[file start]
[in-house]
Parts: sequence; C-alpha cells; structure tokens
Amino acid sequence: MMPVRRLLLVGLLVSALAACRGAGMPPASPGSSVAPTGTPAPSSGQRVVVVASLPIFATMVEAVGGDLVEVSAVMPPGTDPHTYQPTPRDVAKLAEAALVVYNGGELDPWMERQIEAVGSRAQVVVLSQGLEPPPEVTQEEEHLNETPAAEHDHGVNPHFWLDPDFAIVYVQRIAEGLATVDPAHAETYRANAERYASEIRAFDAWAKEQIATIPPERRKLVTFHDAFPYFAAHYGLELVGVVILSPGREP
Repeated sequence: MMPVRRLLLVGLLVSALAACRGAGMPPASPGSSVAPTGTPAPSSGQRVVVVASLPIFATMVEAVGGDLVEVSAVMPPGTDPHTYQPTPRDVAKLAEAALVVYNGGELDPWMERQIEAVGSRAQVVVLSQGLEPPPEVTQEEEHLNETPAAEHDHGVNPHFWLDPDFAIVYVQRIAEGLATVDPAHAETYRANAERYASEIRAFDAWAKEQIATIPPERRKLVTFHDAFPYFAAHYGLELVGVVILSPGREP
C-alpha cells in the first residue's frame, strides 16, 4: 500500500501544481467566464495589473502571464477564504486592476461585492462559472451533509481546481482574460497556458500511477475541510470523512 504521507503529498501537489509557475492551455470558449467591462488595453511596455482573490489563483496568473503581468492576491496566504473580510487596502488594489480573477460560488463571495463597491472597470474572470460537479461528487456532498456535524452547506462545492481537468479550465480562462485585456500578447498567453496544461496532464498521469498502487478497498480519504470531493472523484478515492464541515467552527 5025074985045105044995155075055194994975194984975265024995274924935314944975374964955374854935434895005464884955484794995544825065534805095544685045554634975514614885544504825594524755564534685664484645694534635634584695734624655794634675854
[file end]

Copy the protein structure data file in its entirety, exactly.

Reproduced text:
[in-house]
Parts: sequence; C-alpha cells; structure tokens
Amino acid sequence: MMPVRRLLLVGLLVSALAACRGAGMPPASPGSSVAPTGTPAPSSGQRVVVVASLPIFATMVEAVGGDLVEVSAVMPPGTDPHTYQPTPRDVAKLAEAALVVYNGGELDPWMERQIEAVGSRAQVVVLSQGLEPPPEVTQEEEHLNETPAAEHDHGVNPHFWLDPDFAIVYVQRIAEGLATVDPAHAETYRANAERYASEIRAFDAWAKEQIATIPPERRKLVTFHDAFPYFAAHYGLELVGVVILSPGREP
Repeated sequence: MMPVRRLLLVGLLVSALAACRGAGMPPASPGSSVAPTGTPAPSSGQRVVVVASLPIFATMVEAVGGDLVEVSAVMPPGTDPHTYQPTPRDVAKLAEAALVVYNGGELDPWMERQIEAVGSRAQVVVLSQGLEPPPEVTQEEEHLNETPAAEHDHGVNPHFWLDPDFAIVYVQRIAEGLATVDPAHAETYRANAERYASEIRAFDAWAKEQIATIPPERRKLVTFHDAFPYFAAHYGLELVGVVILSPGREP
C-alpha cells in the first residue's frame, strides 16, 4: 500500500501544481467566464495589473502571464477564504486592476461585492462559472451533509481546481482574460497556458500511477475541510470523512 504521507503529498501537489509557475492551455470558449467591462488595453511596455482573490489563483496568473503581468492576491496566504473580510487596502488594489480573477460560488463571495463597491472597470474572470460537479461528487456532498456535524452547506462545492481537468479550465480562462485585456500578447498567453496544461496532464498521469498502487478497498480519504470531493472523484478515492464541515467552527 5025074985045105044995155075055194994975194984975265024995274924935314944975374964955374854935434895005464884955484794995544825065534805095544685045554634975514614885544504825594524755564534685664484645694534635634584695734624655794634675854